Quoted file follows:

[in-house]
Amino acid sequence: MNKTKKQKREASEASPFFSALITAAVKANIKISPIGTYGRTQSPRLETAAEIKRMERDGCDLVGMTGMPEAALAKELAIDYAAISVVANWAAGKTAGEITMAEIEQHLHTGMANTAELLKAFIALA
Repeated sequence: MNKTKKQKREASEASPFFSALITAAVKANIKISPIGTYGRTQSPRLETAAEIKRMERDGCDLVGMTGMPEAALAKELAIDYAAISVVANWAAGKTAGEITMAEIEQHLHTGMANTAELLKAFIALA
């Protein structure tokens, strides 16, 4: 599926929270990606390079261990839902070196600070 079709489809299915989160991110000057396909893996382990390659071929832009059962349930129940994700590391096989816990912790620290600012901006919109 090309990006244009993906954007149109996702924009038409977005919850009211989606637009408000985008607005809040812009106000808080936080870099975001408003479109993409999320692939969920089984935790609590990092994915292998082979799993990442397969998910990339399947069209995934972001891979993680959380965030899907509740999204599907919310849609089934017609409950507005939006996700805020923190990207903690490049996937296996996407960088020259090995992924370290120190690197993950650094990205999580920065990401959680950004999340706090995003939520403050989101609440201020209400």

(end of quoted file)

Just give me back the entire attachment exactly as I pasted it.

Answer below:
[in-house]
Amino acid sequence: MNKTKKQKREASEASPFFSALITAAVKANIKISPIGTYGRTQSPRLETAAEIKRMERDGCDLVGMTGMPEAALAKELAIDYAAISVVANWAAGKTAGEITMAEIEQHLHTGMANTAELLKAFIALA
Repeated sequence: MNKTKKQKREASEASPFFSALITAAVKANIKISPIGTYGRTQSPRLETAAEIKRMERDGCDLVGMTGMPEAALAKELAIDYAAISVVANWAAGKTAGEITMAEIEQHLHTGMANTAELLKAFIALA
């Protein structure tokens, strides 16, 4: 599926929270990606390079261990839902070196600070 079709489809299915989160991110000057396909893996382990390659071929832009059962349930129940994700590391096989816990912790620290600012901006919109 090309990006244009993906954007149109996702924009038409977005919850009211989606637009408000985008607005809040812009106000808080936080870099975001408003479109993409999320692939969920089984935790609590990092994915292998082979799993990442397969998910990339399947069209995934972001891979993680959380965030899907509740999204599907919310849609089934017609409950507005939006996700805020923190990207903690490049996937296996996407960088020259090995992924370290120190690197993950650094990205999580920065990401959680950004999340706090995003939520403050989101609440201020209400």